Thursday, March 6, 2014

Old School Lane's Nickelodeon Tribute: Wayside

As we've noticed from the tribute thus far, Nickelodeon doesn't have a stellar reputation for adapting books into TV. Salute Your Shorts was a book about the knowledge and guidelines about how to survive summer camp. While the premise was adapted well in the TV series, it's aged poorly nowadays due to its characters portrayed as one dimensional stereotypes like most kids and teen shows in the 80's and 90's. Also, the less said about the Animorphs TV series, the better. That show was an absolute train wreck with changing plot points and characters' personalities from the original source material that made little to no sense. The Animorphs TV show is mostly forgotten by today's casual Nickelodeon fans and for good reason. With that, Nickelodeon focused on original content. That is until June 25, 2007 when Nickelodeon decided to take the popular children's book series Sideways Stories from Wayside School by Louis Sachar and adapted to a TV series with Wayside.

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The series of books focuses on multiple stories with a total of over 30 characters and their stories on the Wayside School. The Wayside School is a 30 story tower with one room per story. Each book contains 30 chapters told from the different characters each with different, quirky personalities. While I haven't read all the books, I'm well aware of the basic details on what the series is about. With that said, has Nickelodeon finally adapted a well known book series into a well crafted cartoon? Let's find out.

The show begins with our main protagonist Todd, a new student who is sent to Mrs. Jewls' class and sees the strangeness of the school. However, as he struggles to get himself adapted to his new school, he's always sent home early in the kindergarten bus almost every day. Along the way, he meets up with his teacher and classmates such as Mrs. Jewls, the nicest teacher in the world who has a kooky personality and little knowledge on academics, Maurecia, a tough, mean tomboy who teases Todd, but secretly loves him, Myron, a stuck up kid who wants to be class president, Myron's best friend Dana who is always obeying the rules, John, who loves being upside down and walking with his hands, a cheerful obese girl named Rondi, Shari who is constantly sleeping in class, the 3 Erics, and many more. The plot of the show focuses on the kids dealing with everyday life throughout the school and Todd trying to adjust the strangeness of Wayside.

The show was created by John Derevlany, who previously wrote numerous episodes of The Angry Beavers, the 2005 reboot of Gerald McBoing Boing, and is the co-creator of the Lego: Legends of Chima TV series. It started out as a TV movie released in 2005 on Teletoon before reaching over to Nickelodeon as a TV series a few years later. The show lasted for only 2 seasons and ended its run on September 13, 2008. The show had received mixed reactions when it first came out with most people saying that it was a terrible representation of the book series.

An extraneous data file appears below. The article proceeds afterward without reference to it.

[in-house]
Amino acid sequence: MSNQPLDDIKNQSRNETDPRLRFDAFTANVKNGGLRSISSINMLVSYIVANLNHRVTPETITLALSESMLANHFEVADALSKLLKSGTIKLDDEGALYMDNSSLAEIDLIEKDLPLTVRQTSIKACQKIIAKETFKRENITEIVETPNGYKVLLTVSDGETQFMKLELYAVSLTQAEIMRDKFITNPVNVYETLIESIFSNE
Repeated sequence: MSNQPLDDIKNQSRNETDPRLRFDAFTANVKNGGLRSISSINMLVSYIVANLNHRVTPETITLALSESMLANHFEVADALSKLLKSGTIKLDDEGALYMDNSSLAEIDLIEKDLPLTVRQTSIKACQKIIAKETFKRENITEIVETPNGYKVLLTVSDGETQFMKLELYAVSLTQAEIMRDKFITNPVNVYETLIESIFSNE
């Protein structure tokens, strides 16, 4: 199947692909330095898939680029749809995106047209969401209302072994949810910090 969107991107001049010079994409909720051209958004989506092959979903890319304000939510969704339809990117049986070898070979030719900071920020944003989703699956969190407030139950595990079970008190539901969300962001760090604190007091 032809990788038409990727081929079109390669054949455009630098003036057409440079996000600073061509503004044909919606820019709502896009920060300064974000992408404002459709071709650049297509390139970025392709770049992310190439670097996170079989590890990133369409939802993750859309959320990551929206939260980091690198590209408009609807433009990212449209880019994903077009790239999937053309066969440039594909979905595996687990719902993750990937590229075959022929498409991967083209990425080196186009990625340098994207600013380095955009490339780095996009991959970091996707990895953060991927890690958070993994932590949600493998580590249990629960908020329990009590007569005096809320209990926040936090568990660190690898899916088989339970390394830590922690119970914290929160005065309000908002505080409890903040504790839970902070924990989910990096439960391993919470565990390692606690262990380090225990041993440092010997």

With me knowing a tiny bit on the book and watching this show, I whole heartily agree 100% that Wayside is a horrible adaptation to the series. Most of the characters' portrayals are super different from the books. First of all, Todd is not a new student in the book series. The kids who are portrayed as new students are Sammy, Benjamin, and Sue. Neither of the kids appear in the series. Also, Maurecia is not a tomboy who has a crush on Todd. She's a normal girl who is obsessed with ice cream and hangs out with her best friend Joy. Joy doesn't appear in the series. Dana is not Myron's best friend and a rule follower, she's a girl who is afraid of having a crush on John and is afraid of being confused as a boy due to her short hair and unisex name. John doesn't walk on his hands to be upside down. He stands on his head because that's the only way he can read books.

But with that said and having an understanding that they couldn't fit all 27 kids in the cartoon, is Wayside good on its own? Not really. It's pretty mediocre with very ugly animation, generic characters, and forgettable storylines. It had the potential to be decent, but too many changes to the source material and nothing new or interesting could keep anyone from watching this show, especially fans of the book series. I don't recommend checking it out.

That's all for now. Tune in next time as we review Nickelodeon's first TV series based on a video game series Tak and the Power of Juju.

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Hope to see you around Old School Lane soon. Thanks for reading.


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